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Though most New York City voters do not consider religion a factor in choosing the next mayor, a Quinnipiac University poll released today found that New York City voters are less likely to elect an atheist or born-again Christian than a Muslim or a Mormon.

According to the results, 30 percent of city voters are less likely to vote for an atheist and 27 percent are less likely to elect a born-again Christian; they also said that they were 24 percent less likely to vote for a Mormon candidate and 19 percent less likely to choose a Muslim. But 61 percent of voters said that religious positions would not affect their vote.

The poll also asked voters about other characteristics outside of religion: 16 percent are less likely to vote for an overweight or obese person, 10 percent are less likely to vote for a gay or lesbian mayor and 1 percent said they are less likely to elect a woman.

The last two characteristics are particularly important since Christine Quinn is one of the top candidates in the 2013 New York City race for mayor. If she wins, Quinn will be the city’s first female mayor and the first openly gay one.

But those factors will have little effect on voters. The poll found that 29 percent of New York voters are planning on voting for her in the Democratic mayoral primaries. In second place was City Comptroller William Thompson with 10 percent and 9 percent of voters said they would elect city Comptroller John Liu and Public Advocate Bill de Blasio. Manhattan Borough President Scott Stringer received 4 percent and only 1 percent of city voters said they would cast their ballot for newspaper publisher Tom Allon.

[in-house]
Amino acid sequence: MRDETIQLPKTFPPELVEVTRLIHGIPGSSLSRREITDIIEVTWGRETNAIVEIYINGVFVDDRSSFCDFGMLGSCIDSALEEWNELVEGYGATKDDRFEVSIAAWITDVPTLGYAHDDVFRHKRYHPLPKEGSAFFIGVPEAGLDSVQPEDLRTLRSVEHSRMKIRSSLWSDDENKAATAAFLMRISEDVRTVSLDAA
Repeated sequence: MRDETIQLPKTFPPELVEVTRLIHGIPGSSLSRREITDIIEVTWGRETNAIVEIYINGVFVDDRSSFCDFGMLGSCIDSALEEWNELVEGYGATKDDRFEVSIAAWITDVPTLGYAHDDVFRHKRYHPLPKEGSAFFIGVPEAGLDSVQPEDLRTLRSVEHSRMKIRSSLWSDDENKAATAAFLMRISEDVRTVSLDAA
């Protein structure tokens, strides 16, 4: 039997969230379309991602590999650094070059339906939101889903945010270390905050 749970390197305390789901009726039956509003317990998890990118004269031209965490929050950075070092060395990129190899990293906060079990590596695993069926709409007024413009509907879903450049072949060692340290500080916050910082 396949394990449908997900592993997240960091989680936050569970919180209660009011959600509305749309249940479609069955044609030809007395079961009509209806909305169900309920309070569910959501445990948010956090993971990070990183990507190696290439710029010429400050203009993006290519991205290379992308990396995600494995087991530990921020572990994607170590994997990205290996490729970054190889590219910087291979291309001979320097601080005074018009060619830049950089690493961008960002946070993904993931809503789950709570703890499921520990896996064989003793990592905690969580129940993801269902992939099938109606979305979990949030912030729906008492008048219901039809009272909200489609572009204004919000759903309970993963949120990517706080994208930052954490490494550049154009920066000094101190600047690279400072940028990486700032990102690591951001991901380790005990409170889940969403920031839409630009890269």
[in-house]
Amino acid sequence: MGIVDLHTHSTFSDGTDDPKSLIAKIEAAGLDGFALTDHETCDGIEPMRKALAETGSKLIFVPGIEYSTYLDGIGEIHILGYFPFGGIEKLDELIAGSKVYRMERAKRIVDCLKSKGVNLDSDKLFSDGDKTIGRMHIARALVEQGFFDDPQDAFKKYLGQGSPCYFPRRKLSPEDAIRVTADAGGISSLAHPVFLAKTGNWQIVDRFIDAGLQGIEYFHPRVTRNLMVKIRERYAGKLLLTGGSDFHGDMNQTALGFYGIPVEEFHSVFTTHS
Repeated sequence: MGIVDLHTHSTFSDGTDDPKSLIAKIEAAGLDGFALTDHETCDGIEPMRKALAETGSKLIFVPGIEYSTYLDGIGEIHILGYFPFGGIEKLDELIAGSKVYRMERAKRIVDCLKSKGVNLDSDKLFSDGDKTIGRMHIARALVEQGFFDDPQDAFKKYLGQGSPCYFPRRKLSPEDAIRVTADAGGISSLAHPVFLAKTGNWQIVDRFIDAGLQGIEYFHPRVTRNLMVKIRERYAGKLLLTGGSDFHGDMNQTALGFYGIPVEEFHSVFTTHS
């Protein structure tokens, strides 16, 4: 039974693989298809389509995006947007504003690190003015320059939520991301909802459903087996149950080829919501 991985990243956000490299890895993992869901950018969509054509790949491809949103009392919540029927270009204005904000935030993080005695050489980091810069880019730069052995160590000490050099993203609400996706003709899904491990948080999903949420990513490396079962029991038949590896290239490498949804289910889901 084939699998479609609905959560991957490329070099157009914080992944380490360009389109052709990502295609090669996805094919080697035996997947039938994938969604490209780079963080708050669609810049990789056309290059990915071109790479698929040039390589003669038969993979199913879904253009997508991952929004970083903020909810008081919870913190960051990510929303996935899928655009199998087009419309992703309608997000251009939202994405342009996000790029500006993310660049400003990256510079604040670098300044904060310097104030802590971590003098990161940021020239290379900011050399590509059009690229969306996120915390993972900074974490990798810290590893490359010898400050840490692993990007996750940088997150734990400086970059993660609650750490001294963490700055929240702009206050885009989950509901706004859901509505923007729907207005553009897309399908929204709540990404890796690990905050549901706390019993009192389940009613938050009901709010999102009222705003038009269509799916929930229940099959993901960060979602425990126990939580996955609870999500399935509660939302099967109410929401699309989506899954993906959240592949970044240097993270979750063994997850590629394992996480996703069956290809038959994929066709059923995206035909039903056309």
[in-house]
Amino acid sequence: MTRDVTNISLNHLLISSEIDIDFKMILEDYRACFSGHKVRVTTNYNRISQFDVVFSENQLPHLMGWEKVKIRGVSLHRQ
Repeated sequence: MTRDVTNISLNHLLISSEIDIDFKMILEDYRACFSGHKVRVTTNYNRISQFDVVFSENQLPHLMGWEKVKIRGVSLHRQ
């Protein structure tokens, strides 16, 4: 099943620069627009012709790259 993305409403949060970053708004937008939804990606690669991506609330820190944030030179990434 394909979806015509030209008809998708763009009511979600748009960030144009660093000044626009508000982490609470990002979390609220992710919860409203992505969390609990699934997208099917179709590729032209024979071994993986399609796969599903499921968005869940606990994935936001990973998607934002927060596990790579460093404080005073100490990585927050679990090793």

Quinnipiac also polled city voters about the recent Chick-fil-A controversy. The majority of voters (74 percent) believe a “business owner’s controversial or unpopular opinions should not affect the ability to get government permits to do business,” and that “elected officials should not try to discourage people from patronizing such a business.”

 

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